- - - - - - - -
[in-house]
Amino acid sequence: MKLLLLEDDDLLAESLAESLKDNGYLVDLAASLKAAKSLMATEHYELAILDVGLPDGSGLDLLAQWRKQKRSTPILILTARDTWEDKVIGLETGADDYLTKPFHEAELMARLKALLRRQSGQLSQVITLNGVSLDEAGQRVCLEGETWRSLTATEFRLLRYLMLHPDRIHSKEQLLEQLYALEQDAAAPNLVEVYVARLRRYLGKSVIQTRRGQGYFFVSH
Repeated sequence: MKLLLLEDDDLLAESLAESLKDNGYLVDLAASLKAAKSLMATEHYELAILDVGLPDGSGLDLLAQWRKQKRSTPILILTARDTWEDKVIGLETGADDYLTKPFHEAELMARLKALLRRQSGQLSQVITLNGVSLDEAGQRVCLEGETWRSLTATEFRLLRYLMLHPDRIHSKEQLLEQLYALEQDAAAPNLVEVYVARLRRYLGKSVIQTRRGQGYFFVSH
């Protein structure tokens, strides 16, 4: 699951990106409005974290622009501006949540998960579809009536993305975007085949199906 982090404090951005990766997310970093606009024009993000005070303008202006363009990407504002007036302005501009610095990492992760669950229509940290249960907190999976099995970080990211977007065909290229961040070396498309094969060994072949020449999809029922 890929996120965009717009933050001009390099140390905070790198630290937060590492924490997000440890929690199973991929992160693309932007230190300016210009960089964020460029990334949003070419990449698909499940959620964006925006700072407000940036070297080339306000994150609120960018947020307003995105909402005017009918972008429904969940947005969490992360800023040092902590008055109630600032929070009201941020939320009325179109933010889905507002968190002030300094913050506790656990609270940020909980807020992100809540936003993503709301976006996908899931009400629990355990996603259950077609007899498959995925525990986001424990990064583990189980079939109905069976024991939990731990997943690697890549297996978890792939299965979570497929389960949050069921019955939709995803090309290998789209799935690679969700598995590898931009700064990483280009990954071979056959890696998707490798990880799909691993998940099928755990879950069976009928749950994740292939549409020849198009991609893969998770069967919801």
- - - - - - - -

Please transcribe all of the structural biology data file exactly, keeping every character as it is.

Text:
[in-house]
Amino acid sequence: MKLLLLEDDDLLAESLAESLKDNGYLVDLAASLKAAKSLMATEHYELAILDVGLPDGSGLDLLAQWRKQKRSTPILILTARDTWEDKVIGLETGADDYLTKPFHEAELMARLKALLRRQSGQLSQVITLNGVSLDEAGQRVCLEGETWRSLTATEFRLLRYLMLHPDRIHSKEQLLEQLYALEQDAAAPNLVEVYVARLRRYLGKSVIQTRRGQGYFFVSH
Repeated sequence: MKLLLLEDDDLLAESLAESLKDNGYLVDLAASLKAAKSLMATEHYELAILDVGLPDGSGLDLLAQWRKQKRSTPILILTARDTWEDKVIGLETGADDYLTKPFHEAELMARLKALLRRQSGQLSQVITLNGVSLDEAGQRVCLEGETWRSLTATEFRLLRYLMLHPDRIHSKEQLLEQLYALEQDAAAPNLVEVYVARLRRYLGKSVIQTRRGQGYFFVSH
């Protein structure tokens, strides 16, 4: 699951990106409005974290622009501006949540998960579809009536993305975007085949199906 982090404090951005990766997310970093606009024009993000005070303008202006363009990407504002007036302005501009610095990492992760669950229509940290249960907190999976099995970080990211977007065909290229961040070396498309094969060994072949020449999809029922 890929996120965009717009933050001009390099140390905070790198630290937060590492924490997000440890929690199973991929992160693309932007230190300016210009960089964020460029990334949003070419990449698909499940959620964006925006700072407000940036070297080339306000994150609120960018947020307003995105909402005017009918972008429904969940947005969490992360800023040092902590008055109630600032929070009201941020939320009325179109933010889905507002968190002030300094913050506790656990609270940020909980807020992100809540936003993503709301976006996908899931009400629990355990996603259950077609007899498959995925525990986001424990990064583990189980079939109905069976024991939990731990997943690697890549297996978890792939299965979570497929389960949050069921019955939709995803090309290998789209799935690679969700598995590898931009700064990483280009990954071979056959890696998707490798990880799909691993998940099928755990879950069976009928749950994740292939549409020849198009991609893969998770069967919801």